Development of iPSC-based clinical trial selection platform for patients with ultrarare diseases

Sequiera GL, Srivastava A, Sareen N, Yan W, Alagarsamy KN, Verma E, Aghanoori MR, Aliani M, Kumar A, Fernyhough P, Rockman-Greenberg C, Dhingra S.

Science Advances, 2022.

Scientists use Axion’s bioelectronic assay and other methods to help guide treatment selection and clinical trial participation for a patient with Leigh-like syndrome

Finding an effective treatment for a rare disease can be difficult, and ultrarare novel variants among patients with similar disease phenotypes can make it difficult for healthcare providers to recommend a specific therapy or clinical trial. In this study, scientists develop a multisystem “clinical trial selection platform” based on induced pluripotent stem cells (iPSC) from a Leigh-like syndrome patient with compound heterozygous variants in the ECHS1 gene and use the information to assess multiple treatments in vitro and in vivo. Leigh/Leigh-like syndrome is a genetic neurometabolic syndrome that typically strikes very young children and leads to life-threatening degeneration of the central nervous system and cardiac complications. According to the authors, more than 100 mutations in mitochondrial and genetic DNA have been associated with the disease and the discovery of new variants is common.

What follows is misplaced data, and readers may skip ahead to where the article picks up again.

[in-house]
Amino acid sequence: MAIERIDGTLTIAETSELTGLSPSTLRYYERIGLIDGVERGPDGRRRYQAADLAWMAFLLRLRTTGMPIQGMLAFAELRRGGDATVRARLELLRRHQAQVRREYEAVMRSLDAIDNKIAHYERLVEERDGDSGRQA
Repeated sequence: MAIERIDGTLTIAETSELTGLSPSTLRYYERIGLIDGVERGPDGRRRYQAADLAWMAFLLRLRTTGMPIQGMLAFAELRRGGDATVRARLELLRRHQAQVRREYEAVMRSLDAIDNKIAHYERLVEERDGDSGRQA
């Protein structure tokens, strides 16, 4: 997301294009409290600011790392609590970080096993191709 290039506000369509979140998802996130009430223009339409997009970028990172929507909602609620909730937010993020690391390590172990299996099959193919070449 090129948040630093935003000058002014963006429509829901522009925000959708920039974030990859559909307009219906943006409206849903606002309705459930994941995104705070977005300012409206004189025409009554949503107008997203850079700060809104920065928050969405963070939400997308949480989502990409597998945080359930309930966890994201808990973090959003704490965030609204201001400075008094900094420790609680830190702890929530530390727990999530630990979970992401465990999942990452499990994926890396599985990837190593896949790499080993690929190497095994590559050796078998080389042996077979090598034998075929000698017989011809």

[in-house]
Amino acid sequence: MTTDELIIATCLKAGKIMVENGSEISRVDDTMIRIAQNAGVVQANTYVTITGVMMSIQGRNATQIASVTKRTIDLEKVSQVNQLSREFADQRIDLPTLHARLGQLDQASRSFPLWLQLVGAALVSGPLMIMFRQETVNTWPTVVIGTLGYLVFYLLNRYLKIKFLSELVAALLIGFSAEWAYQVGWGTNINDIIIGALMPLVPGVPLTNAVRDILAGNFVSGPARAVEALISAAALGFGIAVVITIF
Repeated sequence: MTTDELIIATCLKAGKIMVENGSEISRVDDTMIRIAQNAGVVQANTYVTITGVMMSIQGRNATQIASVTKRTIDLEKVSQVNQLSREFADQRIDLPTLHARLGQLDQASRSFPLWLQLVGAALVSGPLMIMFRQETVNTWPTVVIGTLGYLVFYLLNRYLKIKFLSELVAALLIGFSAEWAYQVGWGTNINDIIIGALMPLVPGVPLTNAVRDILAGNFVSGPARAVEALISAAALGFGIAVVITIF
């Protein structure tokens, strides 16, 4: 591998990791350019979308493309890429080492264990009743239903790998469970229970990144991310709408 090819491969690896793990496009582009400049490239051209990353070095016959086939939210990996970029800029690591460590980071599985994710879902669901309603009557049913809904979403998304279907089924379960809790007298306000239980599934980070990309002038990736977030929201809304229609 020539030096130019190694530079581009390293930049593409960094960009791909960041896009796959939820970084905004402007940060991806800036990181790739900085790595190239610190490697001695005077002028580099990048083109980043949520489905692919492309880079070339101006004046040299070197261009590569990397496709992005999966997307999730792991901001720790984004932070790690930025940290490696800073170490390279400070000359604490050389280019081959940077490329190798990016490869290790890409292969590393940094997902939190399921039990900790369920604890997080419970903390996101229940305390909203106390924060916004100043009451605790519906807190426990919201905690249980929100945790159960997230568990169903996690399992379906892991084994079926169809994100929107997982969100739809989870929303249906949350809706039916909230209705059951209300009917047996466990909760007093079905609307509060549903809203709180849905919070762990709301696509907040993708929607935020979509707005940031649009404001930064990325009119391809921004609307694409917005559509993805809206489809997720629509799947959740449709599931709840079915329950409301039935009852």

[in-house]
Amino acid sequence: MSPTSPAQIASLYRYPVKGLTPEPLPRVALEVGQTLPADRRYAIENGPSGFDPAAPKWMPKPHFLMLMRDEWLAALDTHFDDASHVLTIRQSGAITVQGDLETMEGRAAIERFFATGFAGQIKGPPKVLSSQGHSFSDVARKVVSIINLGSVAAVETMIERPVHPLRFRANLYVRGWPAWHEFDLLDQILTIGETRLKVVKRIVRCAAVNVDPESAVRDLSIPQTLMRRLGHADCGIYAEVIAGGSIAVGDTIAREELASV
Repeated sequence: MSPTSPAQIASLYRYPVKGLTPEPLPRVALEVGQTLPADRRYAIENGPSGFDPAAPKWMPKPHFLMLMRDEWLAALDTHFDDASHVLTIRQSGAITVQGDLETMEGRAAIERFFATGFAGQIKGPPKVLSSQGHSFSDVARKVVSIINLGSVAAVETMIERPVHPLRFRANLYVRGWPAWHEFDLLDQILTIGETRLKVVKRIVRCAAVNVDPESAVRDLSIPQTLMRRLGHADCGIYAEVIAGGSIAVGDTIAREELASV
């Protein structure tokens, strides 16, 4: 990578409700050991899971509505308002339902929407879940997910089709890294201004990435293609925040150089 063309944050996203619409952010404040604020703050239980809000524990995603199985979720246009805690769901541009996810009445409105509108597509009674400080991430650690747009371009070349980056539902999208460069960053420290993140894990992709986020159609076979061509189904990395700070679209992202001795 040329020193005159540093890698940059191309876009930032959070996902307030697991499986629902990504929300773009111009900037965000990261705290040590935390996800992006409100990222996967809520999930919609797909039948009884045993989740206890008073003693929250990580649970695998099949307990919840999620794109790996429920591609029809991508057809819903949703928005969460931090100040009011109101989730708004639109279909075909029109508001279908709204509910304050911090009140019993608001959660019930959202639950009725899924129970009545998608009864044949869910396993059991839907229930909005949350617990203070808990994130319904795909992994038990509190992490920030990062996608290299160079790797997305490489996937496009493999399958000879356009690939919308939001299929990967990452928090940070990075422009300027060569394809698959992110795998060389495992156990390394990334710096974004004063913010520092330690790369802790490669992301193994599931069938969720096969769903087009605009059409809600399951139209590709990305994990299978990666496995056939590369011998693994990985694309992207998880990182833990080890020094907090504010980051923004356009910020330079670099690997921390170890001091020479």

To characterize the functionality of iPSC-derived neurons and cardiomyocytes and assess the effects of a panel of drugs in vitro for the patient with the genetic variant compared to a classic Leigh syndrome patient, the scientists used Axion’s label-free multielectrode array (MEA) platform. Together with other testing, the results established the pathogenicity of the ECHS1 mutation and provided a platform to validate the safety and efficacy of the screened drugs, which were later investigated in the patient. Following three years of treatment, the authors report that the patient’s metabolic profile shifted toward healthy control and that there were no signs of clinical deterioration. The researchers conclude that this personalized iPSC-based platform can be used as a prescreening tool to help make decisions about potential treatments and clinical trial participation for patients with ultrarare diseases.